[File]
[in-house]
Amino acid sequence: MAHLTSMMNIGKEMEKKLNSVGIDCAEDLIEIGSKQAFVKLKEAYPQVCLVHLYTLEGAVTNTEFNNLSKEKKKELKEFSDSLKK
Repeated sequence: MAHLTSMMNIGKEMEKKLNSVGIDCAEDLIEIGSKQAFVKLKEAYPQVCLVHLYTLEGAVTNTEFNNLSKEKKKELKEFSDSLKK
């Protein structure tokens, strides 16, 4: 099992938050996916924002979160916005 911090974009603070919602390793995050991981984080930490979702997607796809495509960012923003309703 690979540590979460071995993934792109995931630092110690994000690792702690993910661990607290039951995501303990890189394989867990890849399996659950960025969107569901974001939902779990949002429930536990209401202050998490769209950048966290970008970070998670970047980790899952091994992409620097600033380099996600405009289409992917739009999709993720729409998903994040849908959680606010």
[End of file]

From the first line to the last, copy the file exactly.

[in-house]
Amino acid sequence: MAHLTSMMNIGKEMEKKLNSVGIDCAEDLIEIGSKQAFVKLKEAYPQVCLVHLYTLEGAVTNTEFNNLSKEKKKELKEFSDSLKK
Repeated sequence: MAHLTSMMNIGKEMEKKLNSVGIDCAEDLIEIGSKQAFVKLKEAYPQVCLVHLYTLEGAVTNTEFNNLSKEKKKELKEFSDSLKK
């Protein structure tokens, strides 16, 4: 099992938050996916924002979160916005 911090974009603070919602390793995050991981984080930490979702997607796809495509960012923003309703 690979540590979460071995993934792109995931630092110690994000690792702690993910661990607290039951995501303990890189394989867990890849399996659950960025969107569901974001939902779990949002429930536990209401202050998490769209950048966290970008970070998670970047980790899952091994992409620097600033380099996600405009289409992917739009999709993720729409998903994040849908959680606010």